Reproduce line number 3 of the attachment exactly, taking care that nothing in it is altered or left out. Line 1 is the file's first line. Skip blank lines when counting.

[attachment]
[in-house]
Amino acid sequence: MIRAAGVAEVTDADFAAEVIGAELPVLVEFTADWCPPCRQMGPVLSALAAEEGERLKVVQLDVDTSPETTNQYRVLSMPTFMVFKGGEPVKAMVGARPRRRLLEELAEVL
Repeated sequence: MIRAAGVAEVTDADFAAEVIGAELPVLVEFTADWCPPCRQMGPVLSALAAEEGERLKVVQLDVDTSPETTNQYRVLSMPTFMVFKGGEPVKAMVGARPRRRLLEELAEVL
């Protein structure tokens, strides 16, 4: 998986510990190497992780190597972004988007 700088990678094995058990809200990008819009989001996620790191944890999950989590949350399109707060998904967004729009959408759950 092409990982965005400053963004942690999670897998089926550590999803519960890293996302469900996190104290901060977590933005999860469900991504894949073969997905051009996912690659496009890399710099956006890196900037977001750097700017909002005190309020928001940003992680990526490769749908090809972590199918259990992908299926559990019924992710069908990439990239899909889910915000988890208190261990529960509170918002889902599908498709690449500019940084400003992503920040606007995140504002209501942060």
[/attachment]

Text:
Repeated sequence: MIRAAGVAEVTDADFAAEVIGAELPVLVEFTADWCPPCRQMGPVLSALAAEEGERLKVVQLDVDTSPETTNQYRVLSMPTFMVFKGGEPVKAMVGARPRRRLLEELAEVL